CHICAGO – If anyone knows what a recent Marc Trestman offense looks like, it’s Pat Meyer.
Meyer, 40, spent last season working alongside Trestman as the offensive coordinator and offensive line coach of the Montreal Alouettes in the Canadian Football League. Eight days after the Bears hired Trestman as head coach in mid-January, Meyer followed his former boss south of the border as the Bears’ new assistant offensive line coach.
So, about that Trestman offense…
“Exciting. Up tempo. Smart,” Meyer said. “All of those.”
Of course, none of that can happen without a reliable offensive line.
For the past few seasons, the offensive line has been the biggest trouble spot on the Bears. And by biggest, I don’t mean heaviest or hairiest or smelliest, although most of those descriptions also hold true for the team’s collection of 300-pounders.
Instead, unfortunately, I mean that the Bears’ offensive line has been the most disappointing, most frustrating, most glaring weakness of any position group on the team. It’s great to rank among the league leaders in most offensive team statistics, but back-to-back-to-back top 10 finishes for most sacks allowed is not one of those desired categories.
It will be up to Trestman and his coaching staff to straighten out the line.
Can they accomplish that mission when so many other recent coaches have tried and failed? I think so, but it’s impossible to know for sure until the regular season kicks off next fall.
One thing is certain. It won’t be easy.
When we last saw the Bears, the offensive line consisted of J’Marcus Webb at left tackle, James Brown at left guard, Roberto Garza at center, Chris Spencer at right guard and Jonathan Scott at right tackle. Gabe Carimi had been bumped to a backup role because of inconsistent play, while Edwin Williams served as the backup guard and center.
Yes, expect Bears general manager Phil Emery to seek upgrades on the offensive line via free agency (which starts March 12) and the NFL draft (which runs April 25 to 27). But Emery will be on a budget after placing the franchise tag on defensive tackle Henry Melton, and even if he did have gobs of money to spend, most available linemen come with risks.
It’s possible that the Bears could turn mostly to familiar faces on the offensive line.
That seems as if it would be fine with Trestman.
“It’s our job to develop these players to the best of our abilities,” said Trestman, who coordinated top offenses with the San Francisco 49ers and Oakland Raiders before heading to Montreal. “We think we’ve got the coaches to do that. Development is a big part of coaching in our league, and we expect to do that.”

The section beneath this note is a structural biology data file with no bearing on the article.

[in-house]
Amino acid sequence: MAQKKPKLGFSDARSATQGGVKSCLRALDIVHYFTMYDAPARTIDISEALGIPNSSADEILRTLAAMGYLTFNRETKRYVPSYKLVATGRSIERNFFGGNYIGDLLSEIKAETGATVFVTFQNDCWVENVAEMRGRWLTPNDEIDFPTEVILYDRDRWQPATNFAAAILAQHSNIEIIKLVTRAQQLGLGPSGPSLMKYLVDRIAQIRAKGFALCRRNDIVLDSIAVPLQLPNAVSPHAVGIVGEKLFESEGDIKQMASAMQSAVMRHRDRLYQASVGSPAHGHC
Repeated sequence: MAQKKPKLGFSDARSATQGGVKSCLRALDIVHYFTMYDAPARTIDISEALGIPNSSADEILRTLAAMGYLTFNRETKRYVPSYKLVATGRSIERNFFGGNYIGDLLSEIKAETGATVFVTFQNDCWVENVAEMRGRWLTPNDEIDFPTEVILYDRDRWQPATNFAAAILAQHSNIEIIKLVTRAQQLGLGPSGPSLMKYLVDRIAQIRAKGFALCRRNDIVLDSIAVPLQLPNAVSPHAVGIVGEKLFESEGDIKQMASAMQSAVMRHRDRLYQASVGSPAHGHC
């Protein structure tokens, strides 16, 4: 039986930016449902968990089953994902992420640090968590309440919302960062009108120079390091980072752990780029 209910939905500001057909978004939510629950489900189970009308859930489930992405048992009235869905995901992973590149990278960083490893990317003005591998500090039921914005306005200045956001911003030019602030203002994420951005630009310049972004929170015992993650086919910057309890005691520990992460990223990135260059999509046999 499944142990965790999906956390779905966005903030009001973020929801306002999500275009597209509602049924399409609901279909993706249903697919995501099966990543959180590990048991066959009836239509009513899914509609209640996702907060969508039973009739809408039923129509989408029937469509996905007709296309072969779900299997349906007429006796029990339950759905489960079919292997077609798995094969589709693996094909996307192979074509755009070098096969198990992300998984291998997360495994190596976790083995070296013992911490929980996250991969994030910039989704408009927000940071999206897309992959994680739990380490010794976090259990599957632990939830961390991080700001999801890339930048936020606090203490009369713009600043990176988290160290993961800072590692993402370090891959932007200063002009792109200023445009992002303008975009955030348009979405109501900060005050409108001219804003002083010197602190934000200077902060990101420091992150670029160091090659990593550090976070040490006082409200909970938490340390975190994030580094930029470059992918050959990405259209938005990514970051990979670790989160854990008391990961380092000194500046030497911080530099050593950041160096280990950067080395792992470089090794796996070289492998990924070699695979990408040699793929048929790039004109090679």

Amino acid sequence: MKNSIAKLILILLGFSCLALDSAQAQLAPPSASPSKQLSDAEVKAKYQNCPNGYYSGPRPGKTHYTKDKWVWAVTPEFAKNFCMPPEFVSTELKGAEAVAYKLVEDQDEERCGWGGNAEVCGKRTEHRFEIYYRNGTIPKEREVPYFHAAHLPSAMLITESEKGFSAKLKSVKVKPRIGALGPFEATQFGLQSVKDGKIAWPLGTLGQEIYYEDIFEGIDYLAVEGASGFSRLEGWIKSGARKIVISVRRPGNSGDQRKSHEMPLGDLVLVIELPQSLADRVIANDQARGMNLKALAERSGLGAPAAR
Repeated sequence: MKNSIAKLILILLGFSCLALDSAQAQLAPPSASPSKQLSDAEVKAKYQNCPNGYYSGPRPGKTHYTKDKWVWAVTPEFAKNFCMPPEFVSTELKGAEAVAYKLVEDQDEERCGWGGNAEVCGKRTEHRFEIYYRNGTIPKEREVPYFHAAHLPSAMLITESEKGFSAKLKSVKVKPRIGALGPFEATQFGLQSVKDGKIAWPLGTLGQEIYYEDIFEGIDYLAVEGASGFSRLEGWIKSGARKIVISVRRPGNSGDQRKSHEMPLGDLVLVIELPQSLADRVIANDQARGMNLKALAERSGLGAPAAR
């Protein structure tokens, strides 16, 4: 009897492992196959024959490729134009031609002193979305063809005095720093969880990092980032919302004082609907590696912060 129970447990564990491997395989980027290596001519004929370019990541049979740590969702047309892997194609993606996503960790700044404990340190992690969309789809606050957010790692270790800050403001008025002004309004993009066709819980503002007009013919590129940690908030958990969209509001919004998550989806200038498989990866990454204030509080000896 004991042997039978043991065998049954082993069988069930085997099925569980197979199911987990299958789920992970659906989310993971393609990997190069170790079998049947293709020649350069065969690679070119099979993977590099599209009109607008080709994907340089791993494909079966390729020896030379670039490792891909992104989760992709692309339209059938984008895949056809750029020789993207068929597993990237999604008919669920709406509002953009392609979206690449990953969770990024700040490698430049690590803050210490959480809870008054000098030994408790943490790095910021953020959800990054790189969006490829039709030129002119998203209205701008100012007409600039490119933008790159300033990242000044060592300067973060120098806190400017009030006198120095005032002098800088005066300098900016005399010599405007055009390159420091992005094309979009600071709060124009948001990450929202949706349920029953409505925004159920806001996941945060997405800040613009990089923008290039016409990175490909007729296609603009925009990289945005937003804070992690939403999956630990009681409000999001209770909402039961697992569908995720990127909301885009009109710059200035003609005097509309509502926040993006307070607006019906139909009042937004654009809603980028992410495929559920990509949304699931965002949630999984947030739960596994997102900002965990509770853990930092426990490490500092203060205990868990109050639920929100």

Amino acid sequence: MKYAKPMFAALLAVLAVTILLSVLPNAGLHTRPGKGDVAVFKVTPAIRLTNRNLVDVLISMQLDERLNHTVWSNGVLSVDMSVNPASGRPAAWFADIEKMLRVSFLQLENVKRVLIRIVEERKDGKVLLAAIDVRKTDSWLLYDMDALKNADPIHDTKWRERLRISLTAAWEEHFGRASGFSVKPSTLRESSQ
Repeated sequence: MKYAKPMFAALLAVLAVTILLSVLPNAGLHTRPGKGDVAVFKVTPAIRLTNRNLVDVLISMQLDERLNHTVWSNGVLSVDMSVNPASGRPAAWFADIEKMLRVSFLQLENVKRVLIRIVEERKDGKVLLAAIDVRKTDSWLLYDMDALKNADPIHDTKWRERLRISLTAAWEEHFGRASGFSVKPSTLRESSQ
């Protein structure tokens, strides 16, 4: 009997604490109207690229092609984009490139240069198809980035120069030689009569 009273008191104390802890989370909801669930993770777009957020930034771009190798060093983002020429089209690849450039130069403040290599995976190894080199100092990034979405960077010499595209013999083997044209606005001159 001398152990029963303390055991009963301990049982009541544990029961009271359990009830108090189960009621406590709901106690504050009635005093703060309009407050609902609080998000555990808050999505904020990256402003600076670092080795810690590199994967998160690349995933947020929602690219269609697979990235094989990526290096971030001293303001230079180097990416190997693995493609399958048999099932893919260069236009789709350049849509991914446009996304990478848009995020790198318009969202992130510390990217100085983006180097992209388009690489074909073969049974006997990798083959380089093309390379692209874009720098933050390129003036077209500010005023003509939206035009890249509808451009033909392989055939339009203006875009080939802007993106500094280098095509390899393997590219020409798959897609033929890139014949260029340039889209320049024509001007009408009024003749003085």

Trestman will spend much of his time focusing on the quarterbacks – see: Cutler, Jay – as he tries to improve a group that finished No. 28 in total offense in 2012. Unless Trestman figures out a way to clone himself, he won’t be able to be in the quarterbacks meeting room and the offensive line meeting room at the same time.
That’s why Trestman hired Aaron Kromer from the New Orleans Saints to be his offensive coordinator and offensive line coach. It’s also why he brought Meyer with him from Canada.
Together, the group hopes to lead a disciplined, dependable offensive line.
No matter who starts, Kromer said, he wanted a unit that far exceeded five individuals.
“The personality would be a mentally tough unit that would be accountable to each other,” Kromer said. “That’s what you’re looking for.
“There are all different styles of talent and types of talent that people have, but it’s an accountability to each other, and it’s a mental and physical toughness that they become tougher as five than they were as one.”
So far, the coaching staff has been allergic to discussing individual players.
Webb is a question mark at left tackle, and he didn’t help his cause by being arrested downstate on drug charges that later were dropped. Brown was a 2012 undrafted rookie who was the definition of raw, and Carimi’s career path is anyone’s guess at this point.
Kromer said he had success with starting rookies in the past and would be willing to do so again. He said he considered only a player’s on-field ability, not their college résumé.
“I don’t care where they came from,” Kromer said. “I don’t care what position we’re talking about. It doesn’t matter whether they got drafted in the first [round] or they were a college free agent. If they play and the produce, those are the guys you should play.”
When it comes to first impressions, Kromer earns high marks.
Like Trestman, he preaches the importance of teaching and developing players. And, like, Trestman, he easily can speak in detail about offensive strategy and blocking schemes.
But do you know who else was known as a no-nonsense coach who excelled as a teacher of offensive linemen? That would be Mike Tice. We all know how that ended.
So the Bears’ new group of coaches will have to prove that they can make a difference.
And the Bears’ linemen will have to prove that they can play.
And, in the meantime, the rest of us will have to wait six more months for football.
• Northwest Herald sports columnist Tom Musick can be reached at email@example.com and on Twitter @tcmusick.